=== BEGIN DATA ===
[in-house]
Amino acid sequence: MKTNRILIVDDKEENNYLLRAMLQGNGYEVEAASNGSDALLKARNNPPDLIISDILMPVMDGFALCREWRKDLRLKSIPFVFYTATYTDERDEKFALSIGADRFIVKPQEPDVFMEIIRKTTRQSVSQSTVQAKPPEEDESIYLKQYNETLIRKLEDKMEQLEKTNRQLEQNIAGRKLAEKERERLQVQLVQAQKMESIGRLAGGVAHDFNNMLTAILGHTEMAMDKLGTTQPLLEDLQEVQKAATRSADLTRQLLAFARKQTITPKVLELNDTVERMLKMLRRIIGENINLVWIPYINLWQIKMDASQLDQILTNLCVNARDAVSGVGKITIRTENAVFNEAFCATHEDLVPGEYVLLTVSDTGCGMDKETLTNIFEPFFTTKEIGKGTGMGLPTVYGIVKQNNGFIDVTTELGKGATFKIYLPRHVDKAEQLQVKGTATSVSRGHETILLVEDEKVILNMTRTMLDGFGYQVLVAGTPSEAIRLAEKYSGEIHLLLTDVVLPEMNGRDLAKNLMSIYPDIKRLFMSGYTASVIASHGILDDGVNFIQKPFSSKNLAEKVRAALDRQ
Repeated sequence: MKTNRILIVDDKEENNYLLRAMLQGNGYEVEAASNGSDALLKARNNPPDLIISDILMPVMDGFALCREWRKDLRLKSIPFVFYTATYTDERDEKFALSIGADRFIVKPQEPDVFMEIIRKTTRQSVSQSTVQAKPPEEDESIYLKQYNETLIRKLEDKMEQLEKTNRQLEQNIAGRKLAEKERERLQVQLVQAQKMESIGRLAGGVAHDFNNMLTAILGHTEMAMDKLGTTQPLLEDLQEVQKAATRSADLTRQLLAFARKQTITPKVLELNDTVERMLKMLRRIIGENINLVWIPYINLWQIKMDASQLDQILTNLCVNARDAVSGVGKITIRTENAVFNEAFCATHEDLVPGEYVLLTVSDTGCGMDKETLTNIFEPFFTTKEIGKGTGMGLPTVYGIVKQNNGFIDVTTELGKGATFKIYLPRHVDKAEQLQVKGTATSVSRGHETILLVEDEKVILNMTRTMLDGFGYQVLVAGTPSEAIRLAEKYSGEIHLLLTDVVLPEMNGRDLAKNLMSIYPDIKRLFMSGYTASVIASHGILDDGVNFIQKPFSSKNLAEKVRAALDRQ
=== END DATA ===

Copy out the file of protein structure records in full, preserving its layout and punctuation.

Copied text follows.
[in-house]
Amino acid sequence: MKTNRILIVDDKEENNYLLRAMLQGNGYEVEAASNGSDALLKARNNPPDLIISDILMPVMDGFALCREWRKDLRLKSIPFVFYTATYTDERDEKFALSIGADRFIVKPQEPDVFMEIIRKTTRQSVSQSTVQAKPPEEDESIYLKQYNETLIRKLEDKMEQLEKTNRQLEQNIAGRKLAEKERERLQVQLVQAQKMESIGRLAGGVAHDFNNMLTAILGHTEMAMDKLGTTQPLLEDLQEVQKAATRSADLTRQLLAFARKQTITPKVLELNDTVERMLKMLRRIIGENINLVWIPYINLWQIKMDASQLDQILTNLCVNARDAVSGVGKITIRTENAVFNEAFCATHEDLVPGEYVLLTVSDTGCGMDKETLTNIFEPFFTTKEIGKGTGMGLPTVYGIVKQNNGFIDVTTELGKGATFKIYLPRHVDKAEQLQVKGTATSVSRGHETILLVEDEKVILNMTRTMLDGFGYQVLVAGTPSEAIRLAEKYSGEIHLLLTDVVLPEMNGRDLAKNLMSIYPDIKRLFMSGYTASVIASHGILDDGVNFIQKPFSSKNLAEKVRAALDRQ
Repeated sequence: MKTNRILIVDDKEENNYLLRAMLQGNGYEVEAASNGSDALLKARNNPPDLIISDILMPVMDGFALCREWRKDLRLKSIPFVFYTATYTDERDEKFALSIGADRFIVKPQEPDVFMEIIRKTTRQSVSQSTVQAKPPEEDESIYLKQYNETLIRKLEDKMEQLEKTNRQLEQNIAGRKLAEKERERLQVQLVQAQKMESIGRLAGGVAHDFNNMLTAILGHTEMAMDKLGTTQPLLEDLQEVQKAATRSADLTRQLLAFARKQTITPKVLELNDTVERMLKMLRRIIGENINLVWIPYINLWQIKMDASQLDQILTNLCVNARDAVSGVGKITIRTENAVFNEAFCATHEDLVPGEYVLLTVSDTGCGMDKETLTNIFEPFFTTKEIGKGTGMGLPTVYGIVKQNNGFIDVTTELGKGATFKIYLPRHVDKAEQLQVKGTATSVSRGHETILLVEDEKVILNMTRTMLDGFGYQVLVAGTPSEAIRLAEKYSGEIHLLLTDVVLPEMNGRDLAKNLMSIYPDIKRLFMSGYTASVIASHGILDDGVNFIQKPFSSKNLAEKVRAALDRQ